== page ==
Too many managers are ignoring the importance of getting good reference checks on candidates, either not doing them at all or not doing a thorough job. The most common excuses?
- The candidate only provides referees who will give them a glowing report.
- The referee has a grudge against the candidate and slants their reference in an unfairly negative manner.
- The referee gives you a positive report, because they are afraid of the legal ramifications of saying anything bad.
- The referee is restricted by a company policy that limits what they can say about previous employees.
Is it any wonder that checking references has attained a reputation of being a waste of time?
Avoiding the Problems
Problem 1: The candidate only provides referees who will give them a glowing report.
Solution: Ask for extra references beyond those supplied on the resume and see if anyone else from the company can verify the information you collected during the interview. These extra people may still give a positively slanted opinion, but it’s harder for them to slant true facts. And, when referee statements are cross-referenced (see below), any holes that exist will show up.
Problem 2: The referee has a grudge against the candidate and slants their reference in an unfairly negative manner.
Solution: Once again, do at least two reference checks per employer. If one of the two is not so good, do a third one as a cross-reference against the other two. If two out of three are good, the bad one can probably be put into the category of a “suspect reference”.
Problem 3: The referee gives you a positive report because they are afraid of the legal ramifications of saying anything bad.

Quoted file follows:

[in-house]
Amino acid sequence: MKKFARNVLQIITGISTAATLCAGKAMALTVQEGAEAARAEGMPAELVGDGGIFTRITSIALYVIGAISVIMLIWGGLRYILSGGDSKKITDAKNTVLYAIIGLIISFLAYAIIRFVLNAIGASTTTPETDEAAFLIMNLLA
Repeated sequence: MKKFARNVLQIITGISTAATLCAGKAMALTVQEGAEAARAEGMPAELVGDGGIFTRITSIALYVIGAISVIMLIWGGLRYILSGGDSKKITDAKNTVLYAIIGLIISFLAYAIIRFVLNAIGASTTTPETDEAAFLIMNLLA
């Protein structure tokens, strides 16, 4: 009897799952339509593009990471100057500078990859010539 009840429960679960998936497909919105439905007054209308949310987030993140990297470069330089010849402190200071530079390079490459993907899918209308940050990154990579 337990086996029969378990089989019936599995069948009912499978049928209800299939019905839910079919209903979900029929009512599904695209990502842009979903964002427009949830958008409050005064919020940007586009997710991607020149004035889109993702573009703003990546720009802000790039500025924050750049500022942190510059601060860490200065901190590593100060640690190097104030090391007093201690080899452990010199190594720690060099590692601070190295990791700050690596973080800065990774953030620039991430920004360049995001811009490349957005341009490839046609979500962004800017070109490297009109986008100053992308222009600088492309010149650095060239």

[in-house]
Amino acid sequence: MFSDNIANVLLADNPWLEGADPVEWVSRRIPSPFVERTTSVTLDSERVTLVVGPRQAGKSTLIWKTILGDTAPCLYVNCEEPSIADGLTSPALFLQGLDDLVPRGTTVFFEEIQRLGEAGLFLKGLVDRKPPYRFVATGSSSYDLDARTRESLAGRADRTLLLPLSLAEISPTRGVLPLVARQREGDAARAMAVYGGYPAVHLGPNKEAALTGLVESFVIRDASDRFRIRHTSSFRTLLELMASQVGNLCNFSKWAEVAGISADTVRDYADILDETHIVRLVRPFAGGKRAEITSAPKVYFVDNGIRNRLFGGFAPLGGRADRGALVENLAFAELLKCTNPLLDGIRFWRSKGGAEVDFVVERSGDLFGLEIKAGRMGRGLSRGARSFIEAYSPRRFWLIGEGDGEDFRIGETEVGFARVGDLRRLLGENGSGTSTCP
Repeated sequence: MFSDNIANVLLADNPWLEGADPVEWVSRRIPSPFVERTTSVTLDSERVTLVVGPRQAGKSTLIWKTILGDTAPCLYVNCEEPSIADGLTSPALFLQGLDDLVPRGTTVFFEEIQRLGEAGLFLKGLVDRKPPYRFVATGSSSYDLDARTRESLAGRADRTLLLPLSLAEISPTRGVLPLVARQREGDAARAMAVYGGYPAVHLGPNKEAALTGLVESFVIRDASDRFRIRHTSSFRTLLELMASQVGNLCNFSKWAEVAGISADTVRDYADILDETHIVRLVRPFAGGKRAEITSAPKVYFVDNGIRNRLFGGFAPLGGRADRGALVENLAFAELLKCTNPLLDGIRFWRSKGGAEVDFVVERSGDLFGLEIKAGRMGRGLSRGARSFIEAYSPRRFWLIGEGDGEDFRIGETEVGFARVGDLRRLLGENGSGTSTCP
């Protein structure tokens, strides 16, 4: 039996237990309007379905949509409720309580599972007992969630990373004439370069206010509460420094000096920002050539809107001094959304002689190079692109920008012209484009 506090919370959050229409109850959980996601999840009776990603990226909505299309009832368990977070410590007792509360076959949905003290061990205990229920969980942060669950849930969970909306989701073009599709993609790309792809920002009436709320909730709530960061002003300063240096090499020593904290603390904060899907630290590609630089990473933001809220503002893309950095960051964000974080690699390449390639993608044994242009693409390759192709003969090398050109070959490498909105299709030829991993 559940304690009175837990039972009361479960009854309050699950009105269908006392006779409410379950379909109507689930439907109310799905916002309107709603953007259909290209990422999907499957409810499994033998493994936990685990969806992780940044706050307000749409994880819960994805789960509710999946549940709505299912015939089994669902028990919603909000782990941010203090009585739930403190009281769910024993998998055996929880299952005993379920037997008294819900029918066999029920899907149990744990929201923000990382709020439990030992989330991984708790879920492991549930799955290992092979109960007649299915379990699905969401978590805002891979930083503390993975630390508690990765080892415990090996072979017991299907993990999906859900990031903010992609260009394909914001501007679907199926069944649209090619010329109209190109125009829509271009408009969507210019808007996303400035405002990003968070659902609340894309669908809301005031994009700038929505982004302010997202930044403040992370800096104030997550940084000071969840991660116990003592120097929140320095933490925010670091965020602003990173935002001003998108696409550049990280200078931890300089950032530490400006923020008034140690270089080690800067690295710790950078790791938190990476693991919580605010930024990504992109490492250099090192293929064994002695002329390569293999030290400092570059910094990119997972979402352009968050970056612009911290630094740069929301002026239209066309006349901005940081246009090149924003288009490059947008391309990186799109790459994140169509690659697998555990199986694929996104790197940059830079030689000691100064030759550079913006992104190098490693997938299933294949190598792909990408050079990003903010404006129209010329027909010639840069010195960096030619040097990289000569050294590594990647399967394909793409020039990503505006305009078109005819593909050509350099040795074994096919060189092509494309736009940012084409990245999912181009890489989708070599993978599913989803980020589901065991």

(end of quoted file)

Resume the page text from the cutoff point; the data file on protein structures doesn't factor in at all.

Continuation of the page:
Solution: It’s vital that you get accurate information. If the referee you are talking to is one of those people who is afraid of saying the wrong thing, you’ll find they are far more comfortable simply confirming facts and figures. They will only become hesitant when asked something that invites their opinion.
Problem 4: The referee is restricted by their company policy that limits what they can say about previous employees.
Solution: This situation will be at least partly resolved when the emphasis is placed on the previous employee’s actual results on the job.
Companies that have such restrictive policies generally don’t mind verifying production statistics, or confirming what positions the employee held and what functions they performed. You can generally get more information, however, by digging deeper on the functional aspects. For example, “So, he was involved with collecting outstanding debts. Did the amount of outstanding debts decrease while he held the job?”
The reference check is, by no means, the main deciding factor. But if it’s done right, it can contribute powerful data to the decision process.